In South Africa, you drill holes into brick walls, shove in plastic plugs and screw in screws strong enough to take the weight. Not so in Australia, where the process is a little more tricky. Here the houses are not built of brick, but of timber framing, covered inside with plasterboard, and outside with any kind of veneer you can imagine. This means the walls are hollow, with wiring and piping running through the gap between inner and outer cladding.

Believe it or not, I’ve now been in my new cottage for four months. Lately, I’ve been planning the placement of my pictures. Of course, I didn’t bring all of them with me; only the most significant and precious. Such as a set of five black and white photos of District Six, taken by Jansje Wissema back in the 1960s. After carrying these in a folder through two moves, I finally framed them myself in Johannesburg, before drilling holes in my own wall with my (then) new drill. Where I go, they go.

Likewise two of my niece’s paintings which I am hoping to frame; a beautiful water colour painted by a writing friend; a framed pencil sketch that I’ve had for twenty-seven years of a cat drawn by my friend Jackie; and a cute cat-shaped blackboard made by my friend Mandy before she left for Ireland in 1997. Other favourites include my four huge framed movie posters.

One of these bears the legend: “If adventure has a name… it must be Indiana Jones” which became symbolic of my own adventure when I was packing up three years ago. Where I go, Indy goes too…

Last week I retrieved all these and more from the roof of my sister’s garage where they have been stored for the past three years. Some calculations and planning had already been done because I had most of the measurements among my immigration paperwork, but the real fun only began when I was able to unwrap them from their protective bubble wrap shrouds and let them live again.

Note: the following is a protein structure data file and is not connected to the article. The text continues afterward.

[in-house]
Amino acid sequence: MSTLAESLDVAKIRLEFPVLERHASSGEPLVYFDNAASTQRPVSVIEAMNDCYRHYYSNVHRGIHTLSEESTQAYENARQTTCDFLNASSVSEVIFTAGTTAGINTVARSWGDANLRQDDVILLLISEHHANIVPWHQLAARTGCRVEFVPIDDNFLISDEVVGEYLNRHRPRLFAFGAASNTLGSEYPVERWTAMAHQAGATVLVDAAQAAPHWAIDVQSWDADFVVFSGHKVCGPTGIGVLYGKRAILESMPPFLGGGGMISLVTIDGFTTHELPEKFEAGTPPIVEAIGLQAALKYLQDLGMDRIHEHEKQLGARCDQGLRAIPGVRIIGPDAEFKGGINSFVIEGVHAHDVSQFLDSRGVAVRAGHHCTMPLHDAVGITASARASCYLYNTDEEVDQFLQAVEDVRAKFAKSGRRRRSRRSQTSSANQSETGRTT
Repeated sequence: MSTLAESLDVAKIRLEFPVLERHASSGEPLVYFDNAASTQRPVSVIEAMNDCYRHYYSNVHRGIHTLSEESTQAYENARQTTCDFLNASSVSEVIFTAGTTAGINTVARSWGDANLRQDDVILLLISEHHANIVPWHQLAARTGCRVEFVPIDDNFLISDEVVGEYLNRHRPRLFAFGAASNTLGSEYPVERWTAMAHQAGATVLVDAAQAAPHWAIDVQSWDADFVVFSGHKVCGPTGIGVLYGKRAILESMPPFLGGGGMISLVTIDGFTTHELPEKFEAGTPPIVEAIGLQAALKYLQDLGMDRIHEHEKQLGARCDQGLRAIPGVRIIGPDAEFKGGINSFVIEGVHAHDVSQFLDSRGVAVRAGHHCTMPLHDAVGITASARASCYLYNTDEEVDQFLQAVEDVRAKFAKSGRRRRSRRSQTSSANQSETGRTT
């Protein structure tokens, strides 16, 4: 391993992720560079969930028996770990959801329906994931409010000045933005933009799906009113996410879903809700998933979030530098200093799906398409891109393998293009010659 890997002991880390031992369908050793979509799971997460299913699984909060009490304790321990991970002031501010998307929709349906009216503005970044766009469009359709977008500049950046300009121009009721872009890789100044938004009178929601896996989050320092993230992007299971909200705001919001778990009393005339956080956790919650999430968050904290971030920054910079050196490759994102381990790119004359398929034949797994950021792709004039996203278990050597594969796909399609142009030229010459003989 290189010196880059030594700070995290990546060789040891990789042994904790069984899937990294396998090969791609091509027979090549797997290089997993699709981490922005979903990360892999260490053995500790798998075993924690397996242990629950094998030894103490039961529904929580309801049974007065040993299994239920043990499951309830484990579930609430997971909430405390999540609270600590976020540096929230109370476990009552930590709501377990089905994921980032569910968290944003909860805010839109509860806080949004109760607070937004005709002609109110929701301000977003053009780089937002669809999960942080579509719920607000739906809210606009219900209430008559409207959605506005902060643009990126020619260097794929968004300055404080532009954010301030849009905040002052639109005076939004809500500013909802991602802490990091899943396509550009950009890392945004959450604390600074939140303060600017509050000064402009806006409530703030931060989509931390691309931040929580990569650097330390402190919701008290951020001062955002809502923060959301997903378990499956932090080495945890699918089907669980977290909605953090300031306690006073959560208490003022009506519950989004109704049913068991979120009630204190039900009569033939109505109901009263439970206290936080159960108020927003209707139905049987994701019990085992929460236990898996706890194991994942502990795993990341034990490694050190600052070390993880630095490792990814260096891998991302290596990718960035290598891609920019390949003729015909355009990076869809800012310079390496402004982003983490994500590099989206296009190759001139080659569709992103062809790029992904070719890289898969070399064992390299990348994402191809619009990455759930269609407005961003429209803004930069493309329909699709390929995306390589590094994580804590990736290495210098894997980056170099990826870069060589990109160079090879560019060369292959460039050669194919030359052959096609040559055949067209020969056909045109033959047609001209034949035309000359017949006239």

Yesterday I spent the day putting up the larger ones. My cottage here has quite a lot of hooks in the walls, which was lucky for me because it meant I didn’t have to excavate new territory and risk hitting water pipes and live electric wiring. I also have a neat little device called a Stud Sensor, which detects both timber and metal frames, and has a red flashing light and a loud beep whenever it senses electricity.

Unfortunately, that little beep sounded a lot yesterday as I discovered that several walls which I had earmarked for pictures were more “live” than most power stations. Consequently I have had to keep some of my artworks in bubble wrap until I maybe one day move to a bigger place, or until I work out a way of attaching them to just the wall paint and plasterboard. Or doors, or ceilings. Or whatever.

Either way, for the most part I am pleased with the results. My cottage is starting to look more and more like the home I have visualised for so long.

Easing Back into the Stream

It’s been ten weeks since I moved into my cottage, and I’m finally slowing down and getting back into a normal routine. I’ve had fun unpacking all my treasures from the past, buying some new ones, and making others to suit my new environment. In the meantime, work has carried on like a steady underflow beneath it all, satisfying my need to earn and more importantly, underlining my need to belong and carve my own path.

Winter has set in with a vengeance and my cottage is cold, to say the least. Fortunately I have two heaters and an electric blanket. I look forward to the warmer months, when I intend to expand onto the veranda which is the perfect space for writing. There are brackets on which I can hang pots of flowering plants, and my view across the garden will be enhanced by a light breeze coming up the hill instead of the winter frost, mist, and ice on my car windows each morning.

In the meantime I have hung two sets of wind chimes out there on my veranda, and the sound – as always – comforts me and reminds me of places far away and friends left behind.